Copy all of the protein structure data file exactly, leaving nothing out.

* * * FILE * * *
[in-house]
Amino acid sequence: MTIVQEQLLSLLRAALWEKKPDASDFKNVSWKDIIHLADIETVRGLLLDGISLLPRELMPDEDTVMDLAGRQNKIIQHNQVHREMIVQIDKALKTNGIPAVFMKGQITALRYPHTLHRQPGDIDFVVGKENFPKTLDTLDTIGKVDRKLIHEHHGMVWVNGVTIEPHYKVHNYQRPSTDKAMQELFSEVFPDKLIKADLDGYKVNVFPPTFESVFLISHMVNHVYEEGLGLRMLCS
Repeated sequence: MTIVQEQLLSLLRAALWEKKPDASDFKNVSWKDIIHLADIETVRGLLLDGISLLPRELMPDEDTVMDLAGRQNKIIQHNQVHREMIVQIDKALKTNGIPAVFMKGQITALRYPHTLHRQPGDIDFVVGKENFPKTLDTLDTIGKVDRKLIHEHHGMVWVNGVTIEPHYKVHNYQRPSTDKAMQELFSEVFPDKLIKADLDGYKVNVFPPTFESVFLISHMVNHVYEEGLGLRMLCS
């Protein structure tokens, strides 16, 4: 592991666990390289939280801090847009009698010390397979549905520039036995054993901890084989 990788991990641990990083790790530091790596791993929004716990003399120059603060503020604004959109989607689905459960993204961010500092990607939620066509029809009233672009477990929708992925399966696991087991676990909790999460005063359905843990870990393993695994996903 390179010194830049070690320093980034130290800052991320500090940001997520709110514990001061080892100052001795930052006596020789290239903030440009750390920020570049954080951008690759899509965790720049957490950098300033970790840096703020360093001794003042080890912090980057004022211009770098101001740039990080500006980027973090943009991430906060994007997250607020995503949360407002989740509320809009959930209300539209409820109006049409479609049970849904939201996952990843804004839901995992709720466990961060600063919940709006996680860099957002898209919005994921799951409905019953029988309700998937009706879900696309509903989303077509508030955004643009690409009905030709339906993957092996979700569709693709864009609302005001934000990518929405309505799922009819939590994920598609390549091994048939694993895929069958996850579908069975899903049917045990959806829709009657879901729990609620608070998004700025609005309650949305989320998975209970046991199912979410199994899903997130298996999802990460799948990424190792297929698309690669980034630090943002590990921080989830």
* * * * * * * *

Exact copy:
[in-house]
Amino acid sequence: MTIVQEQLLSLLRAALWEKKPDASDFKNVSWKDIIHLADIETVRGLLLDGISLLPRELMPDEDTVMDLAGRQNKIIQHNQVHREMIVQIDKALKTNGIPAVFMKGQITALRYPHTLHRQPGDIDFVVGKENFPKTLDTLDTIGKVDRKLIHEHHGMVWVNGVTIEPHYKVHNYQRPSTDKAMQELFSEVFPDKLIKADLDGYKVNVFPPTFESVFLISHMVNHVYEEGLGLRMLCS
Repeated sequence: MTIVQEQLLSLLRAALWEKKPDASDFKNVSWKDIIHLADIETVRGLLLDGISLLPRELMPDEDTVMDLAGRQNKIIQHNQVHREMIVQIDKALKTNGIPAVFMKGQITALRYPHTLHRQPGDIDFVVGKENFPKTLDTLDTIGKVDRKLIHEHHGMVWVNGVTIEPHYKVHNYQRPSTDKAMQELFSEVFPDKLIKADLDGYKVNVFPPTFESVFLISHMVNHVYEEGLGLRMLCS
């Protein structure tokens, strides 16, 4: 592991666990390289939280801090847009009698010390397979549905520039036995054993901890084989 990788991990641990990083790790530091790596791993929004716990003399120059603060503020604004959109989607689905459960993204961010500092990607939620066509029809009233672009477990929708992925399966696991087991676990909790999460005063359905843990870990393993695994996903 390179010194830049070690320093980034130290800052991320500090940001997520709110514990001061080892100052001795930052006596020789290239903030440009750390920020570049954080951008690759899509965790720049957490950098300033970790840096703020360093001794003042080890912090980057004022211009770098101001740039990080500006980027973090943009991430906060994007997250607020995503949360407002989740509320809009959930209300539209409820109006049409479609049970849904939201996952990843804004839901995992709720466990961060600063919940709006996680860099957002898209919005994921799951409905019953029988309700998937009706879900696309509903989303077509508030955004643009690409009905030709339906993957092996979700569709693709864009609302005001934000990518929405309505799922009819939590994920598609390549091994048939694993895929069958996850579908069975899903049917045990959806829709009657879901729990609620608070998004700025609005309650949305989320998975209970046991199912979410199994899903997130298996999802990460799948990424190792297929698309690669980034630090943002590990921080989830």